We definitely caught the right bus today.
Not in terms of the right number or the correct route, you understand - but can you guess who was driving our bus? Father Christmas,
that's who. He was in his full regalia, too, complete with curly white beard which stretched right down to the steering wheel. Instead of saying "More fares, please!" he trumpeted a cheery "Ho, Ho, Ho!" Everyone climbing onto the bus, however heavy laden with
Christmas shopping, couldn't help but grin.
One small lassie, about five years old, could be heard telling him that, whatever he might understand to the contrary, she had been really, really good this year.
"I guess I'll be heading over your way on Christmas Eve then," said Santa - and the littl'un trotted off to find a seat on the bus with the hugest of smiles on her face, stopping only to accept a small bag of Haribos from one of Santa's elves.
Ah, yes, the Elves. There were two of them, one wearing a Christmas jumper with jingling bells hanging from his belt, the other rather more stylishly clad in a green silky dress with a silver cardigan. Along with the red sack
containing the Haribos, they held a green collecting bucket with the logo of the local hospice plastered on the front. They didn't wave it about or ask for donations, however, just sat there in the hope that the Christmas cheer they were generating would lead
at least some passengers to make a donation.
In fact, when I came to take a proper look round, I realised that the whole bus had been decorated. Glittery chains had been fastened between every post and garlands
of cotton wool snow hung from the windows. It was as if we had, all unwittingly, stepped onto a Magical Bus. At first I thought that maybe Stagecoach had been overtaken by Christmas spirit and had sent out a Company Directive that all staff were to be festive
and merry but, peering out of the window at other passing buses, none of them had been decorated, none of them were transporting elves and - most telling of all - none of them were being driven by Father Christmas.
Well, of course they couldn't be, could they? There is, after all, only one Father Christmas and he was driving the Pulse bus this afternoon, from Lancing to Tesco's in Durrington. What I am struggling with is - why? After all, it must be one of his
busiest days in the lead up to the Long Journey. Shouldn't he, at the very least, be hosting a thank you lunch for all his Little Helpers who have been working their pointy socks off for the best part of the last year? Or poring over the Overtime List and
making sure that every shift will be covered, despite the number of elves phoning in sick after eating and drinking too much at their Staff Dinner on Friday evening at their hostelry of choice, the Sleigh and Jingle Bells.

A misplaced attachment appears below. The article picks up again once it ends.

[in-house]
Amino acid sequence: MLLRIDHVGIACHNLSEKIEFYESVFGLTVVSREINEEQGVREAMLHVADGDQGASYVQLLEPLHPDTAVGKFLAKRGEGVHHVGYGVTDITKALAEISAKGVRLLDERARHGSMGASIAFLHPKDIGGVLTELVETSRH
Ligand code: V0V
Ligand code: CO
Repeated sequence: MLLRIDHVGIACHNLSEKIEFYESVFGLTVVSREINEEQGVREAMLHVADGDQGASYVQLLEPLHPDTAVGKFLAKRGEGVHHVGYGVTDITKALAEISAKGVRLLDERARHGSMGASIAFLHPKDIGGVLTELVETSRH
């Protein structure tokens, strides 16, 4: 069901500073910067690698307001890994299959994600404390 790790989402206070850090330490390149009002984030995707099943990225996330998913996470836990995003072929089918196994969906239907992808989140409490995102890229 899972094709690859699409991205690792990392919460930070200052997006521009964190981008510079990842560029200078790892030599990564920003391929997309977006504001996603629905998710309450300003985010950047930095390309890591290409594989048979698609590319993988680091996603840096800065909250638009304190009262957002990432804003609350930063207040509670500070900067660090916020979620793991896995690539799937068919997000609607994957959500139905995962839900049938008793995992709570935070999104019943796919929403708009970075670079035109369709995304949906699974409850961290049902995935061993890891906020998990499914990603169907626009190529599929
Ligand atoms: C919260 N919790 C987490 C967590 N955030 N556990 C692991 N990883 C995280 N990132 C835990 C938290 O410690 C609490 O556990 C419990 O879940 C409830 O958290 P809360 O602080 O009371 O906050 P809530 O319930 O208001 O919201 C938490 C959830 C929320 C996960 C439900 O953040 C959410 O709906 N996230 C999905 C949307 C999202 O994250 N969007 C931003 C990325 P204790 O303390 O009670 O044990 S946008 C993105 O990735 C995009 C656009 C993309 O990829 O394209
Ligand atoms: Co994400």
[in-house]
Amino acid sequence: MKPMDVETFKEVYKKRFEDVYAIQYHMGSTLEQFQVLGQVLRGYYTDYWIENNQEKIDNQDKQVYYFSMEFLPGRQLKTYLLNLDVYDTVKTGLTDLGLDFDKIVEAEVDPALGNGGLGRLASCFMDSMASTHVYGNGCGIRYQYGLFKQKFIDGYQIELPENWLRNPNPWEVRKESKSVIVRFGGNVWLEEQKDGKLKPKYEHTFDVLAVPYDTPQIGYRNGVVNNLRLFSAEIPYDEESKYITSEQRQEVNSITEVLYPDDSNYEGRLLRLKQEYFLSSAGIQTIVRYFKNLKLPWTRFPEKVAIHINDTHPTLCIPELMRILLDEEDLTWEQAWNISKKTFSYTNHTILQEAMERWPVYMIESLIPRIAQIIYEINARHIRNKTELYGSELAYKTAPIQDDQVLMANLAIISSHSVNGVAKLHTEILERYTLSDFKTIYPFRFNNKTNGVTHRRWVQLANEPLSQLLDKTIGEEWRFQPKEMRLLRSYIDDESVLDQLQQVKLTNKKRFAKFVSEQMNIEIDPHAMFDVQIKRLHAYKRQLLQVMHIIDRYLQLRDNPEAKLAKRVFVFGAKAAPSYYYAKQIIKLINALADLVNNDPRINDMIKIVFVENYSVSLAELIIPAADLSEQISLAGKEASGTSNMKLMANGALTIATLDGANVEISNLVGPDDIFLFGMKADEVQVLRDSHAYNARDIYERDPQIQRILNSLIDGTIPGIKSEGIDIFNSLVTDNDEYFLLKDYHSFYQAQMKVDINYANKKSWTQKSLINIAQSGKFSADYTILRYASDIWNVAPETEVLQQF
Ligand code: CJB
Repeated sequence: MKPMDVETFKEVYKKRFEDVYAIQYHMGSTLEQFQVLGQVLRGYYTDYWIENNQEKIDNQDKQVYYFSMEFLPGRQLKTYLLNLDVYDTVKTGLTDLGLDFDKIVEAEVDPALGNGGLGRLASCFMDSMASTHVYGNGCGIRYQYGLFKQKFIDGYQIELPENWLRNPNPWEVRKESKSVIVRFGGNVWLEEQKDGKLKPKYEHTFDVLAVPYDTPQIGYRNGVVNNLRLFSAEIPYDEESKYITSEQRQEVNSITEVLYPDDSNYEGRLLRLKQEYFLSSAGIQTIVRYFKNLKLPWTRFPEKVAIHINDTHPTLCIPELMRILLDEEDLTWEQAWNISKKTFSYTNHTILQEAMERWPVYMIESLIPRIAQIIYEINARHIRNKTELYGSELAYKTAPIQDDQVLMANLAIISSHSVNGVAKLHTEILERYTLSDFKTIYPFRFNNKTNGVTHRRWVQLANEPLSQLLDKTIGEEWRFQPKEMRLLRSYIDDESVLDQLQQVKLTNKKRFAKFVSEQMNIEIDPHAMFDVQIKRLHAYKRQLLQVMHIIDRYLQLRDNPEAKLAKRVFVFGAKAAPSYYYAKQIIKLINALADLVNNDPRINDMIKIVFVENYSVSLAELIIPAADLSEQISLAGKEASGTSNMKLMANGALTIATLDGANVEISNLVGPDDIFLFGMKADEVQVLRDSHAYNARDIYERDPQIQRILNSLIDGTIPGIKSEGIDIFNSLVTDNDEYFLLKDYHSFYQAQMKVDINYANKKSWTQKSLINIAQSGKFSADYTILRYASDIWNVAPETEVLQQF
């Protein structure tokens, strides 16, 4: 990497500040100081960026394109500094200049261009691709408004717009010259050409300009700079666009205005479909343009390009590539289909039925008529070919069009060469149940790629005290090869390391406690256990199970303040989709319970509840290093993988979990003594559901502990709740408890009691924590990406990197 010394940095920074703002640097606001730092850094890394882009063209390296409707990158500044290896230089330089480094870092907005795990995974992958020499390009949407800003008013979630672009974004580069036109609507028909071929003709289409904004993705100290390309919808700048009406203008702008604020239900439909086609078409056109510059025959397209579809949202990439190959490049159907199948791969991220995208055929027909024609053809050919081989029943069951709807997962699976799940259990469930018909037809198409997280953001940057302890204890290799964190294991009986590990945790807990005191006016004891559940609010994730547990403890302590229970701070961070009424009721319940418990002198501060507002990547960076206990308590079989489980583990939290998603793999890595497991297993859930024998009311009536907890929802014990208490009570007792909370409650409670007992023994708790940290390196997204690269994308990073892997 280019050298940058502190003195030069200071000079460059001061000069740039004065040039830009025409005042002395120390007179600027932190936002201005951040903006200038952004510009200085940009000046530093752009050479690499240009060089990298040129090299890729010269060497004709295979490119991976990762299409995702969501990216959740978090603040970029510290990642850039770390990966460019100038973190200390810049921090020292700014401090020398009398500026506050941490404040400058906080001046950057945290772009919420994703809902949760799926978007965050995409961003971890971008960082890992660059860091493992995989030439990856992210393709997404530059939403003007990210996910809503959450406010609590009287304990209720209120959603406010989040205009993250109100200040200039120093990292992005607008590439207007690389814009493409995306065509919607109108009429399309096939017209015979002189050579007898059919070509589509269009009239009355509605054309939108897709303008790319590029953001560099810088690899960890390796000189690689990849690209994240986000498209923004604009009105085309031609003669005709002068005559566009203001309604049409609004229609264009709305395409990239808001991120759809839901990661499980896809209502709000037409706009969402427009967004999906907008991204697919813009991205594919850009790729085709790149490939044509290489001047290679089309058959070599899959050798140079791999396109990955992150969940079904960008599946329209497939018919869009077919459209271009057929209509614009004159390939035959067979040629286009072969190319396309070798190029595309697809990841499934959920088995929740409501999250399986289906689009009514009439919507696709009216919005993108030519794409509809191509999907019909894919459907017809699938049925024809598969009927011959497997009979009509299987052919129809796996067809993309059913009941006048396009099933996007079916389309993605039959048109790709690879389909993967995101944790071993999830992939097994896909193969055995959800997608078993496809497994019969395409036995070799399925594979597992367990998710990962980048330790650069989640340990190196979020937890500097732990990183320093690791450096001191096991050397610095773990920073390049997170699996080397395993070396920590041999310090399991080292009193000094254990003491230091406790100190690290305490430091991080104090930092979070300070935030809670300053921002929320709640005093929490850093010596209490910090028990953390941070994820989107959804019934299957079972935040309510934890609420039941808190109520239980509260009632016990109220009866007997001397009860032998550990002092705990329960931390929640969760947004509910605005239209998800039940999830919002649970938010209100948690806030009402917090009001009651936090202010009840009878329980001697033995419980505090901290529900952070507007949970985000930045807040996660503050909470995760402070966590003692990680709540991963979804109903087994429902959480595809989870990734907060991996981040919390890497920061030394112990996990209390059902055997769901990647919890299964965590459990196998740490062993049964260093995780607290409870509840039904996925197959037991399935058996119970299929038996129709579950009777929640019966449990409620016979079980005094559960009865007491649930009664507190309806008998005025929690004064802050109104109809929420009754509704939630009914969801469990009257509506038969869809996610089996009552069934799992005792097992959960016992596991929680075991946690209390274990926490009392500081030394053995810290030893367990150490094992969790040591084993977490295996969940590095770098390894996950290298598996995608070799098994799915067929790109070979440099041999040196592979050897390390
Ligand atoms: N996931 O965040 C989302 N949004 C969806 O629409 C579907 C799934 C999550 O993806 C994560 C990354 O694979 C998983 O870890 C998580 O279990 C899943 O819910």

Possibly Mrs Claus, that wise and wonderful woman, had decided that he needed to get out from under her feet for the afternoon so that she could spring-clean the sleigh, retune the jingling bells and take Rudolph and the rest of the reindeer through
a quick Elf and Safety Check (with particular attention to sloping roofs, smoking chimneys and the dangers of eating too many carrots in a single night.) "Just go and do something useful!" she told him, crossly, as she led Prancer and Dancer off to have their
hooves checked. Like what? Santa had retorted, equally crossly. "Oh, for goodness' sake just go and - drive a bus or something!" Which is how the Great Man came to be on our bus this afternoon. You know it makes sense.
There is nothing quite like meeting Santa to put a smile on your face. You don't have to be five years old - though the Elf in the shiny green dress obviously judged Mr B and I too old for a bag of Haribos. We alighted the bus with broad grins on our
faces and they haven't slipped yet. I sang "Christmas is coming, the geese are getting fat," all the way home and, such was the Magic of Santa, that Mr B didn't tell me to desist. Not once.
At home, a bit
more Christmas present wrapping. Several of you have been kind enough to ask about the Missing Sellotape and I am happy to report that it has turned up in a place I am absolutely sure I looked when I first found it gone. It waited until I had paid out the
princely sum of 99p for a new roll of the sticky stuff before allowing me to find it again.
It's probably the same for Mrs Claus. When she told Santa to go drive a bus, she never imagined he actually would.
All she can do now is wait till, like my Sellotape, he turns up when she least expects him.
Unless, of course, he decides that it's far, far easier driving the Pulse bus than a one horse open sleigh.
Not to mention keeping those pesky reindeer in order...